Shortly after Jordan's '84-'85 season while wearing other early Nike sneakers like the Airship, my love of Nike shoes was borderline obsessive. I was drawing shoes all the time and begging my folks to dish out the cash for the real thing. My mom eventually caved and bought me a pair of blue Airships around 1985. This was my first real encounter with having something really cool on my feet. I wore them until they fell apart. I shouldn't have thrown them away (I'm sure my wife would love to see them!).

My mother was the inspiration for writing to Nike and letting them know how interested I was in their company. I'm not sure how I found the address of Nike's corporate headquarters out in Beaverton, OR but it was likely off a shoe box. This was around my 10th grade year in '85. In response, Nike sent me a catalog of their latest shoes that were not available in Altoona yet. It was better than Christmas morning! I even saved the envelope the catalog came in. The envelope was eventually lost when my parents sold their PA home.

That first catalog:

front cover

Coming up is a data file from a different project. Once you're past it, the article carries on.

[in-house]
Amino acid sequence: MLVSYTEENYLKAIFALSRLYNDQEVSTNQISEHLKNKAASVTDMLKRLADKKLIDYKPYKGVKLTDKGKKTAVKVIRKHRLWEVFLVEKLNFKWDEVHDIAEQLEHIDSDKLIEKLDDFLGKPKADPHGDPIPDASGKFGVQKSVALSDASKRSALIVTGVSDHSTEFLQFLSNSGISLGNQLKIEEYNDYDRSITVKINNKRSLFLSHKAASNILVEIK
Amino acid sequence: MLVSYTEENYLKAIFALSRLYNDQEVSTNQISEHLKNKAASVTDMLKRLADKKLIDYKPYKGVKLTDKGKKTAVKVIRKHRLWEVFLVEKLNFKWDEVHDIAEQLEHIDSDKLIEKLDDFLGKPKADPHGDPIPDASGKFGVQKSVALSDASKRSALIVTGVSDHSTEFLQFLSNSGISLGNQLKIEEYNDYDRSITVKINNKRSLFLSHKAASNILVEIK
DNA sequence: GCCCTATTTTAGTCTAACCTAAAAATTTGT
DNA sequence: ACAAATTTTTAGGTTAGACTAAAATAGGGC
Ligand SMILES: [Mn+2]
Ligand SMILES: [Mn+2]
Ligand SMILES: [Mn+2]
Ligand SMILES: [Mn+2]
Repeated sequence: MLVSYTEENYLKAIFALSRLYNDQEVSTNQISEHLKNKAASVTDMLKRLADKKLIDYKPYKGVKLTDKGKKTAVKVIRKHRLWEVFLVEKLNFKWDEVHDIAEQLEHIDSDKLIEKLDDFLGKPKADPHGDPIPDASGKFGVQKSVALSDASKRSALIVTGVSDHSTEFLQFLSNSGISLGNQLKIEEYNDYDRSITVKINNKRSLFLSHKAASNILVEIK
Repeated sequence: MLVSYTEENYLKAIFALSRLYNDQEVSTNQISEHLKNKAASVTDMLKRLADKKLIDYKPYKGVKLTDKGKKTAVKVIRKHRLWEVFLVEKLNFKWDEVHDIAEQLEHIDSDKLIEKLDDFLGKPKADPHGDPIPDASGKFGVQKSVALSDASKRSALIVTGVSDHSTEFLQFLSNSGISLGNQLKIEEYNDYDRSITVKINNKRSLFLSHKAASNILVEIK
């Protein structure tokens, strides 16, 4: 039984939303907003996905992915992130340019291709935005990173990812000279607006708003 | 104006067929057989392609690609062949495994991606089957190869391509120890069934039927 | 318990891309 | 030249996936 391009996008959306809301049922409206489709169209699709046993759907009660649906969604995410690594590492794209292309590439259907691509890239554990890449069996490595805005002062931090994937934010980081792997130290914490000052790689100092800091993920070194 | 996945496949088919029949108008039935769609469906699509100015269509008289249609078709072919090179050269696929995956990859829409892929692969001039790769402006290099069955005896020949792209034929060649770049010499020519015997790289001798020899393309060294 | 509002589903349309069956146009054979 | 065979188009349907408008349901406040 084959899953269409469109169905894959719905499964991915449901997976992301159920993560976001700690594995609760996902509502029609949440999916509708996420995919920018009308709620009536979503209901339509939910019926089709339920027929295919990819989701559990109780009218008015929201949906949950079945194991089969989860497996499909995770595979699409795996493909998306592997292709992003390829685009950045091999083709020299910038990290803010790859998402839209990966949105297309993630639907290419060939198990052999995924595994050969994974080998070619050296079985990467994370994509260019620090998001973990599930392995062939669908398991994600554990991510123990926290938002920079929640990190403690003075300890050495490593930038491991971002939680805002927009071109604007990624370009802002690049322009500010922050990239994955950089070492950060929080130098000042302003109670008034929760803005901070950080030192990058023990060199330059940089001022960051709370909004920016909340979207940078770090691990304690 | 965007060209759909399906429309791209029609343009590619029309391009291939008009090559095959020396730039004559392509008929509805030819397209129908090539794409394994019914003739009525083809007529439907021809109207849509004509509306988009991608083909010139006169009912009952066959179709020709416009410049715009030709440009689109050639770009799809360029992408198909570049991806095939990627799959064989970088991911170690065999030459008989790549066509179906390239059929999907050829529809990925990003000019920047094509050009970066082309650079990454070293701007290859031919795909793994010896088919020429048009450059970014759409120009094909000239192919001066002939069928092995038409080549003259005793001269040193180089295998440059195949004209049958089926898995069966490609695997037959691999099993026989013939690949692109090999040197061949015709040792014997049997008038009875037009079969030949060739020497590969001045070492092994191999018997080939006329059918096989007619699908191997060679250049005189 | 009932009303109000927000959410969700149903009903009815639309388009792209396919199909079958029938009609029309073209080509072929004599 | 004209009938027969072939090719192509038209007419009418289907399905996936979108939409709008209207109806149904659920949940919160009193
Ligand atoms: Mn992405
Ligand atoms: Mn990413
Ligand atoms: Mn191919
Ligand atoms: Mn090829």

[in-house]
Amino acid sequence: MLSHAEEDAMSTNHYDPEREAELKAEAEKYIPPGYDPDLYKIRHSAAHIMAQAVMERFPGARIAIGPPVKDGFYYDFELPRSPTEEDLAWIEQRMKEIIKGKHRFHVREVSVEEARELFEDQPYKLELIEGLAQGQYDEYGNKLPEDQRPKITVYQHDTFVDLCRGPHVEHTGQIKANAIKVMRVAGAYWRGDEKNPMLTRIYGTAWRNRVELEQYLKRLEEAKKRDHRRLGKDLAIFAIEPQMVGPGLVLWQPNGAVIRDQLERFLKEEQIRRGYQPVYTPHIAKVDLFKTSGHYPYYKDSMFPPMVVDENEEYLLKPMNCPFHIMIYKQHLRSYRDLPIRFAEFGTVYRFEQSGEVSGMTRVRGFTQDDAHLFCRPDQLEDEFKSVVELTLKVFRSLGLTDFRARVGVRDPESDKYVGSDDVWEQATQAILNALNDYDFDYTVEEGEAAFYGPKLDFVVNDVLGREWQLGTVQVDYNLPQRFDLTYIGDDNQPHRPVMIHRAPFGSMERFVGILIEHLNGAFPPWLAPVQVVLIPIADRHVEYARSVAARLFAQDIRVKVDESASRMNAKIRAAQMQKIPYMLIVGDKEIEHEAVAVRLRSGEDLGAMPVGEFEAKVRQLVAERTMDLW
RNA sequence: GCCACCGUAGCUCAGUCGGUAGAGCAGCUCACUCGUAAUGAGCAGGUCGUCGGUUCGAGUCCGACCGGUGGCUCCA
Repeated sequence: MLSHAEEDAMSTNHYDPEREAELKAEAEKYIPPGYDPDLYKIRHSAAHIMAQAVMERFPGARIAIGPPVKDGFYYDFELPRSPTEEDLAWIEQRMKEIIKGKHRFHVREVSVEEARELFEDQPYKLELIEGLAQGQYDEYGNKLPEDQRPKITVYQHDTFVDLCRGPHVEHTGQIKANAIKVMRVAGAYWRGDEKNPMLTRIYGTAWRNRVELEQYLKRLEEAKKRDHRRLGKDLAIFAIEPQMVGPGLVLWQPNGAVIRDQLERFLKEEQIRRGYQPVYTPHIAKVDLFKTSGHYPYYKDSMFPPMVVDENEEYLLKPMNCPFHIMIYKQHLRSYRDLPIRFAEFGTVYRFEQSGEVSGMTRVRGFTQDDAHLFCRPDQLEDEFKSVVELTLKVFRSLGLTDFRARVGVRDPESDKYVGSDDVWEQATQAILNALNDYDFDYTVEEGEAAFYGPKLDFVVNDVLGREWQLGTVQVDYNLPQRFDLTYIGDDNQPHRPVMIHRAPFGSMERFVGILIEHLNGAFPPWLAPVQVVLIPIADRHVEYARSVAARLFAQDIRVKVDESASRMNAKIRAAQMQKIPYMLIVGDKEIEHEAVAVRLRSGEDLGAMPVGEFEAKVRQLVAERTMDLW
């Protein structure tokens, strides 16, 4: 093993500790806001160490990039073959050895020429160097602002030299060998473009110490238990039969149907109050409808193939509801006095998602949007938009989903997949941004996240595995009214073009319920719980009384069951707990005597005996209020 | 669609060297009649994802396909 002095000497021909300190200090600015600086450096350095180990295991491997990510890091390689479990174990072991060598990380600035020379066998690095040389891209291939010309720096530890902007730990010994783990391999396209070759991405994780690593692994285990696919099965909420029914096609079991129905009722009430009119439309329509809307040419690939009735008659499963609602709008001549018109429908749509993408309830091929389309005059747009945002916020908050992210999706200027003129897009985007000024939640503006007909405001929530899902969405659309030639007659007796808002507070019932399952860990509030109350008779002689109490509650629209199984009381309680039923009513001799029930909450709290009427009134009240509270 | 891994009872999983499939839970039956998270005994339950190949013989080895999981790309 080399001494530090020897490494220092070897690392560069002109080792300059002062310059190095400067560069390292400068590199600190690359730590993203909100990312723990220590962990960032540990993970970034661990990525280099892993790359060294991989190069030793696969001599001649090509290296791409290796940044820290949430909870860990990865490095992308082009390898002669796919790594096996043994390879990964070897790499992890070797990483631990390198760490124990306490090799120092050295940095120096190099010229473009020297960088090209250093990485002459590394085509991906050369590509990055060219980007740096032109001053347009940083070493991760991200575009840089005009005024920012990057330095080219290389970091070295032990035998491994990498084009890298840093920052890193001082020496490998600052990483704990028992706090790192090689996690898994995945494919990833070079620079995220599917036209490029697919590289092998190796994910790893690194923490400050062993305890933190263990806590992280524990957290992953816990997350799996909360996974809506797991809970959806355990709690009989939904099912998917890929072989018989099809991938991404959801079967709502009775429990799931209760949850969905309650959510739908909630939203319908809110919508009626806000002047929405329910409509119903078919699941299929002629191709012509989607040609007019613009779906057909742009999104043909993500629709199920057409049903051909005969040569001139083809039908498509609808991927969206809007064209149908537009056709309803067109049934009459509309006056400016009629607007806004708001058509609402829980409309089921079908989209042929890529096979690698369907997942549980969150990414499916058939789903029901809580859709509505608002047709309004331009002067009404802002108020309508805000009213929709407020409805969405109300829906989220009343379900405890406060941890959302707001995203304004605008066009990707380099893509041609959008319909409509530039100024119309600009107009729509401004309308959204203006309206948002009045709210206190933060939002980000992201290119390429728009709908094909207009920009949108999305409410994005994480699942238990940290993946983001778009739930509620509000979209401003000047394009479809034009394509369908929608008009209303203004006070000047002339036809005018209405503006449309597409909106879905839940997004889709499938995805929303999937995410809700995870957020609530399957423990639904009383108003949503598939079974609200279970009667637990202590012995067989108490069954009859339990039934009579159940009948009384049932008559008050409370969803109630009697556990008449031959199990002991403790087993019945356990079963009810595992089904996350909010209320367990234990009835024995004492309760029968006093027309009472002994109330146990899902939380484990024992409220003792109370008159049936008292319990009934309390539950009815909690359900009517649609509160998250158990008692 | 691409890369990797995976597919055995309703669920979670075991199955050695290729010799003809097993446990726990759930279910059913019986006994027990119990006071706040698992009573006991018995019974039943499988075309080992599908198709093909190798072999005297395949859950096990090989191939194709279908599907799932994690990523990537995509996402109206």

back cover

detail of two-page spread for basketball shoe section

Air Jordan page

Dunks page
(had the blue pair)

I easily looked at this catalog thousands of times in that first month. I took it to school to astonish my friends...they were astonished.

The second catalog that showed up:

front and back cover of Team Sales Catalog

had a white and charcoal pair
(though they looked cool, the plastic behind the heel
cracked within the first month while playing basketball)

Just looking back through them now has me remembering how obsessed I was with the look of their shoes. The designers that worked for Nike at this time were right on the mark with the wants and needs of athletes as well as shoe-geeks. Form was meeting advanced function and it looked really good. The company's popularity exploded during that '84-'88 stretch.

The shoes that came out of Beaverton a few years later never seemed to make me feel that same way. After my highschool years, I failed to be that impressed with Nike footwear. The "Golden Years" were over.

Friday, January 13, 2012

kindergarten students show off texture skills

My four Kindergarten classes just completed a project that had them adding simulated texture to a general evergreen tree design. As with all of my projects, students produce as much as possible of the entire work. Each student had to draw, trace, color and cut out the triangle. They then had to use scissors to add the texture to the sides of their triangles. The sides of the trunks were then roughed up with some not-so-straight cuts. They also used four to five crayons to draw zigzag lines on the trunks to simulate bark.